As you look out into a dark night sky, you can see incredible distances. You can also see incredible spans of time back into the past. That’s because in the vast emptiness of the cosmos, light itself takes measurable time to travel from place to place. For instance, sunlight takes about eight minutes to reach Earth. The image of the sun that you see in the sky shows you where the sun actually was eight minutes earlier. When you look at the western sky just before sunset, you can therefore still see the sun even after it has “really” set (see figure).
Looking out to greater distances involves ever-greater time lags, offering us glimpses into the more and more remote past. The basic unit of astronomical distance, in fact, is called the light year, which is the distance that light travels in one year. A light year is approximately 10 trillion kilometers. That is an incomprehensible distance to us humans, but it is very modest on the grand scale of things. Outer space is almost completely empty within a few light years of our solar system.With telescopes and other modern instruments, astronomers can peer much farther than the naked eye. If you pay attention to astronomical discoveries, you will hear stories about supernovae hundreds of millions of light years away, gamma ray bursts a billion years old, or archaic galaxies and quasars over 10 billion years old! Some of these are extinct astronomical structures that have not even existed for billions of years. Their ghosts are strangely imprinted on our sky.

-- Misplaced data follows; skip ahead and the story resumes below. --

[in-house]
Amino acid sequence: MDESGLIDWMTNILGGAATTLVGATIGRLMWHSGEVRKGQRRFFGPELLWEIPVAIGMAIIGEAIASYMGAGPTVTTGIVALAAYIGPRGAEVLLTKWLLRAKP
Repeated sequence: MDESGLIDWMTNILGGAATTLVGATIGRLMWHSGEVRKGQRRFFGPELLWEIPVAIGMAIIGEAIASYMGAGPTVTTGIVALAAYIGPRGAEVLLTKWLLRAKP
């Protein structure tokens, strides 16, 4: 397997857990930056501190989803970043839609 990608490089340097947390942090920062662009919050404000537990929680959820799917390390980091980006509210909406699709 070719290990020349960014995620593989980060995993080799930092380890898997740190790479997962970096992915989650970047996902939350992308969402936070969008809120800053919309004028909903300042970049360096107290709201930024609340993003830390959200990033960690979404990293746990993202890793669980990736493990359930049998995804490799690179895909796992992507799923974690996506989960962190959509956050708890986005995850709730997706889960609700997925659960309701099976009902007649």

Yet that’s where the time-travel ends. You can stargaze all you want, but you will never find a galaxy a trillion years old, or 100 billion, or even 15 billion. Nothing is that old, not even light itself. The oldest light ever observed is a little less than 14 billion years old. (About 13.8 billion years, to be as precise as measurements allow). 1
The universe is expanding, with all regions of space receding away from each other simultaneously. If we ran time backward and watched space contract in reverse, we would see all the galaxies rushing toward each other, closer and closer, until the whole universe was compacted into the same place at the same time. This was the moment that the universe, as we know it, began. All that is and ever was can be traced back to this beginning point. The 14 billion year age is a 20th-century discovery; a complete history of the universe was not even possible until recent decades.
- European Space Agency press release, 3/20/13, http://www.esa.int/For_Media/Press_Releases/Planck_reveals_an_almost_perfect_Universe, accessed 9/05/13. ↩
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